Native trees are often trouble-free beauties, and serviceberry is no exception. ‘Autumn Brilliance’ (Amelanchier x grandiflora) is the result of a cross between two native serviceberries. It delivers white flowers in spring that fade to form edible blue-black fruits (terrific in jams and pies). Birds also love the fruits. Fall color is outstanding with shades of orange-red. ‘Autumn Brilliance’ typically has multiple trunks and a pretty structure that’s especially visible when snow lies on branches. Size: 15 to 25 feet tall and wide. Hardy in Zones 4-9.
For beautiful blooms that can’t be overlooked, plant ‘Duchess Blue & White’ torenia (Torenia fournieri ‘Duchess Blue & White’. Also known as wishbone flower, this pretty annual makes a striking filler in containers or edging along a planting bed. Plants grow 6 inches tall and up to 10 inches wide. Pinch out growing tips on young plants to increase branching, which means more flowers. Look for torenia that opens blossoms in hues of pink, lavender, yellow and white. ‘Duchess’ torenia has been specifically developed to flower strongly in full shade.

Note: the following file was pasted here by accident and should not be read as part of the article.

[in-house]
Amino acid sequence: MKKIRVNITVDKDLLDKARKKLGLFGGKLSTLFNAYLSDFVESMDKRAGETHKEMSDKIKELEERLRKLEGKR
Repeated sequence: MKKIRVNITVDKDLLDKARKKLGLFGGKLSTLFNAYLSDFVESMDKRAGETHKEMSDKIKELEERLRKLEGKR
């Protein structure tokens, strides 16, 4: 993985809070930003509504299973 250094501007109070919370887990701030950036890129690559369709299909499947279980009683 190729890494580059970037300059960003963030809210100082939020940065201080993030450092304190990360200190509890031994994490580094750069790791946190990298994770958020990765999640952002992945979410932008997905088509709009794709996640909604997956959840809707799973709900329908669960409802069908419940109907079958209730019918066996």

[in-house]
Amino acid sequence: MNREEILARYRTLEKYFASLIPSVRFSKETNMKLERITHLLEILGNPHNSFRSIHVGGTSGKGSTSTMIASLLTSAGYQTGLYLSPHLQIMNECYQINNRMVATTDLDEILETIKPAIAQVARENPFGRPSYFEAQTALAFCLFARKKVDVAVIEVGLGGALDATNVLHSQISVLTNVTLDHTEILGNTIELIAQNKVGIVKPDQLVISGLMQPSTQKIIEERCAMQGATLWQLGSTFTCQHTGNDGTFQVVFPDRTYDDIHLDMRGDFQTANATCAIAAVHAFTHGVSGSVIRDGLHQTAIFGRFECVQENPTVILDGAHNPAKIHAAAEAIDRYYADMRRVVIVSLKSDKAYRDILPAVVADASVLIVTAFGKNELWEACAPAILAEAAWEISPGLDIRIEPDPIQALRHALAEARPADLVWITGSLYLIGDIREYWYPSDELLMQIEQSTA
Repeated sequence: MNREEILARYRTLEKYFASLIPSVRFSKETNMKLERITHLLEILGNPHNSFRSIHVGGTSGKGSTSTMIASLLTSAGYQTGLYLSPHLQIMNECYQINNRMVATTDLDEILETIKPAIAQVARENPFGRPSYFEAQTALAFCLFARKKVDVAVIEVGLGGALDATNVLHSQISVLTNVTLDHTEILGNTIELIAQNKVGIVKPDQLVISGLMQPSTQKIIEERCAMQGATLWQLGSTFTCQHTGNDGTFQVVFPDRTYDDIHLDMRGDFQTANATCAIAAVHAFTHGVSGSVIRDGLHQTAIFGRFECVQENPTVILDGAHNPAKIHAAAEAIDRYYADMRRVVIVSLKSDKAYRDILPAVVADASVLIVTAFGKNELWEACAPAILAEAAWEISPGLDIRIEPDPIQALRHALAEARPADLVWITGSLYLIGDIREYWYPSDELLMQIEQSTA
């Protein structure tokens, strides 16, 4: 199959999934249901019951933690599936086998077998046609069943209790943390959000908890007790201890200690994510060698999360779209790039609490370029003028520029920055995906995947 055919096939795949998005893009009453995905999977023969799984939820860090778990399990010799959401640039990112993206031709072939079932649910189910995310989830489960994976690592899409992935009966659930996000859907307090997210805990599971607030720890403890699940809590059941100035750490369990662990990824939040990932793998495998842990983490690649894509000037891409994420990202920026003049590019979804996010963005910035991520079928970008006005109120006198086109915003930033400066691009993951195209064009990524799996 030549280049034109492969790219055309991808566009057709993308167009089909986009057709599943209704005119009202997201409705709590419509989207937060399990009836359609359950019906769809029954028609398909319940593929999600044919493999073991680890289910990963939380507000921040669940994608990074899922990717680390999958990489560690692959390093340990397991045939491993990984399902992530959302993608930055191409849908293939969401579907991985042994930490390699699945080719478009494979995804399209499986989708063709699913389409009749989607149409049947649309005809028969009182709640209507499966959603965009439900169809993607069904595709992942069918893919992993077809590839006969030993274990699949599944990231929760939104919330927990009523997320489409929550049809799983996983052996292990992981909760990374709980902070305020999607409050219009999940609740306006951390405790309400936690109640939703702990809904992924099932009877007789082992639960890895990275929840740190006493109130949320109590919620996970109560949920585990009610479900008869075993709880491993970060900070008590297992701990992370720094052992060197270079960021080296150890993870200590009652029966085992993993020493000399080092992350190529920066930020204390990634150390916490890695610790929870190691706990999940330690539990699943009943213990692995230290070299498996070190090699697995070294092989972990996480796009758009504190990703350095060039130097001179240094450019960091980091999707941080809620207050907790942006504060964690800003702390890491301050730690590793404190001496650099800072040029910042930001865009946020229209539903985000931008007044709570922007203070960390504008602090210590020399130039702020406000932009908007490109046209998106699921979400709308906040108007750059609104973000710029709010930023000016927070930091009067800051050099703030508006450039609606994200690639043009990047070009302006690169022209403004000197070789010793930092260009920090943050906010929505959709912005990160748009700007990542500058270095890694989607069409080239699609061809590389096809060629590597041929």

Problem: Stunted, pale or weak-looking plants. Solution: Before you can treat this problem, you need to figure out exactly what’s causing it. Insects may be attacking your plants, or you may be watering too much, or not fertilizing enough. Check both sides of the leaves, and look along the stems and branches for signs of trouble. Make sure the roots aren't standing in a saucer full of water. Read up on how and when to fertilize your plant, and feed it with a balanced plant food or a specialized plant food, if necessary.